First, I have to admit that I have already asked the same question on MSE several days ago. If I am bending any rules, I apologize for that and moderator can delete or close this question without warning. The problem has received a number of upvotes on MSE but with no suggestions or hints provided from the community.

I need to prove the following:

$$\sum_{n = 1}^{p - 1} n^{p - 1} \equiv (p - 1)! + p \pmod {p^2}$$

...with $p$ being an odd prime number. I'm pretty much sure that the statement is correct (I have tested it by computer for many values of $p$ and did not find an exception).

What puzzles me is the fact that the statement is trivial and obviously true for$\pmod p$. The left-hand side is congruent to $-1 \pmod p$ by Fermat's little theorem, and the right-hand side is also congruent to $-1 \pmod p$ by Wilson's theorem.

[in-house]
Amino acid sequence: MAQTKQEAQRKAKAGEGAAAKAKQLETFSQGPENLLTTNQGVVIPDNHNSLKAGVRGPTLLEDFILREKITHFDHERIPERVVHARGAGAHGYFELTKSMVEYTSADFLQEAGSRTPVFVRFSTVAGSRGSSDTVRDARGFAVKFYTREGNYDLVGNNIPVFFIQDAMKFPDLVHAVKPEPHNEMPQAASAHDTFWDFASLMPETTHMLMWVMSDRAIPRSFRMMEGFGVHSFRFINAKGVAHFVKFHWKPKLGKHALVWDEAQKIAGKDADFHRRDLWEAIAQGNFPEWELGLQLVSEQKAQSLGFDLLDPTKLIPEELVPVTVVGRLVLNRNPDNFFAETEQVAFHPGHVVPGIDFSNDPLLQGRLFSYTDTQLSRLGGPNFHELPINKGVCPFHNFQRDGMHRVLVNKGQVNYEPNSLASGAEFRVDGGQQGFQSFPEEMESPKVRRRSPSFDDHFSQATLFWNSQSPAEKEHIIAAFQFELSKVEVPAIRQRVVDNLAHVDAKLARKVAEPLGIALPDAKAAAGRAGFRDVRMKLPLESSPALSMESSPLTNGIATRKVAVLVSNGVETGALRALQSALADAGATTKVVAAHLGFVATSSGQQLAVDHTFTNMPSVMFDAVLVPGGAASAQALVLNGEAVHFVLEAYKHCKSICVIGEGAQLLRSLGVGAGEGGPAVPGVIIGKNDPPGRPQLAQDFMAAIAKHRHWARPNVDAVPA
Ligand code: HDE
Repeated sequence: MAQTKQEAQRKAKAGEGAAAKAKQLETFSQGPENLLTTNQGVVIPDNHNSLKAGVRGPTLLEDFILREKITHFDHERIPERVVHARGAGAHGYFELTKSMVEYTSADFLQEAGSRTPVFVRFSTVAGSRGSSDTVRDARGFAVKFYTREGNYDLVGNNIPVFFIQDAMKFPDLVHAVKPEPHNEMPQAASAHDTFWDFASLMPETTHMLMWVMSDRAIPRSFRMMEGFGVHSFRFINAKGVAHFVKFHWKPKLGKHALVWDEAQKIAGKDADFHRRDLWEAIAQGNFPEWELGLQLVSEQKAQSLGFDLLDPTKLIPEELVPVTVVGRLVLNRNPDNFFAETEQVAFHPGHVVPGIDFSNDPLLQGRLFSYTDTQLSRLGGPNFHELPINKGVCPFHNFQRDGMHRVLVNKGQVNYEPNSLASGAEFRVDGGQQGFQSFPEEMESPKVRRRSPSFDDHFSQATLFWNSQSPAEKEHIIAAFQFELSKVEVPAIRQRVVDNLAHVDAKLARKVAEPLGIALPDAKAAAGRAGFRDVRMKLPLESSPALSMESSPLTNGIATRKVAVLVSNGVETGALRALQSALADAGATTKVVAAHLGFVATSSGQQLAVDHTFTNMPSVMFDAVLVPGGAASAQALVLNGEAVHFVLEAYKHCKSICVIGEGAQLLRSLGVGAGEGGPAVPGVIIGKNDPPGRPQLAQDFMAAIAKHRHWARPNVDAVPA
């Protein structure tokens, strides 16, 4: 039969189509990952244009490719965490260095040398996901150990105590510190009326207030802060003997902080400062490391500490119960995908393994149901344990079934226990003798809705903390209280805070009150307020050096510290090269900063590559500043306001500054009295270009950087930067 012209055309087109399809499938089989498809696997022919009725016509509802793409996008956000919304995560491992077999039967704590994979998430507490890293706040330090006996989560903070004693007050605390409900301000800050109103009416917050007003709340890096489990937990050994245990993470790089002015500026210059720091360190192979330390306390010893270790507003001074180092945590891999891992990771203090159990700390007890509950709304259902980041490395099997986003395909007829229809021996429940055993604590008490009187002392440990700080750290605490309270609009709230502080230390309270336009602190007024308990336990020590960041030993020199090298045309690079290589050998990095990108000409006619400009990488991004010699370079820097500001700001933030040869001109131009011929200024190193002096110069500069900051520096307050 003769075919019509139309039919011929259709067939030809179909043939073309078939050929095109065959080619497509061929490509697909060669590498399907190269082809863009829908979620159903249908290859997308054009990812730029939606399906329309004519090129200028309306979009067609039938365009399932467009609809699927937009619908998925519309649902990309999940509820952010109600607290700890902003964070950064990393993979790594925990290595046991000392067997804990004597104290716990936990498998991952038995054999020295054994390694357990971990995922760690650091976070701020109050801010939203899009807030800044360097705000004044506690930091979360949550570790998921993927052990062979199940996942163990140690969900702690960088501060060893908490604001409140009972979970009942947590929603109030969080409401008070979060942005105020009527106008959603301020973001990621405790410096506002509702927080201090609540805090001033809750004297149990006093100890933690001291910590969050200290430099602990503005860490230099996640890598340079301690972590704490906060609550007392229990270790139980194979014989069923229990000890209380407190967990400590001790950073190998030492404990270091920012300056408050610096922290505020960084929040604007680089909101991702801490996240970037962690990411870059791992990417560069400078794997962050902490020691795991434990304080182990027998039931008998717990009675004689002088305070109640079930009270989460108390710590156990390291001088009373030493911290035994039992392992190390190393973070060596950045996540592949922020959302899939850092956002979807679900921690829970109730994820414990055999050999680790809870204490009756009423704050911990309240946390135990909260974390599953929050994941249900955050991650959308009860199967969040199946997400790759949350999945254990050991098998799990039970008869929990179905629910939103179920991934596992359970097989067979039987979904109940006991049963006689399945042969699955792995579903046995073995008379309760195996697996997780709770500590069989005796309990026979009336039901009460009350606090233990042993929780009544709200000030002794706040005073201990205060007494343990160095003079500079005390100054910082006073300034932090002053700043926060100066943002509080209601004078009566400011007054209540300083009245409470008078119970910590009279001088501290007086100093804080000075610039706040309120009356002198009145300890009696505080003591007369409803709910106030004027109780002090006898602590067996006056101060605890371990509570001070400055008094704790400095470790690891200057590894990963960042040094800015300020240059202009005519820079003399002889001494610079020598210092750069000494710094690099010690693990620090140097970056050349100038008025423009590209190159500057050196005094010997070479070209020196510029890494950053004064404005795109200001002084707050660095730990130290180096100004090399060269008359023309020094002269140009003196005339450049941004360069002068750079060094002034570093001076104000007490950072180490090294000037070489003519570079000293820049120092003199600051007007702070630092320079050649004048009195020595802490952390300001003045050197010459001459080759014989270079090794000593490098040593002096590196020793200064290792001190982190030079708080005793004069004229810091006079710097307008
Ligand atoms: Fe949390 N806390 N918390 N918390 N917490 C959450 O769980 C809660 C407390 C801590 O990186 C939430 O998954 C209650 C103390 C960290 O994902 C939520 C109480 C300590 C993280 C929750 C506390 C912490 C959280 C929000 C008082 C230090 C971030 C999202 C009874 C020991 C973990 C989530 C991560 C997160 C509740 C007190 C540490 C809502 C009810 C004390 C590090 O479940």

However, I am unable to "lift the exponent" and go from$\pmod p$ to$\pmod {p^2}$. Maybe the sum on the left could somehow be transformed using the existence of a primitive root$\pmod {p^2}$.

Thanks and happy holidays!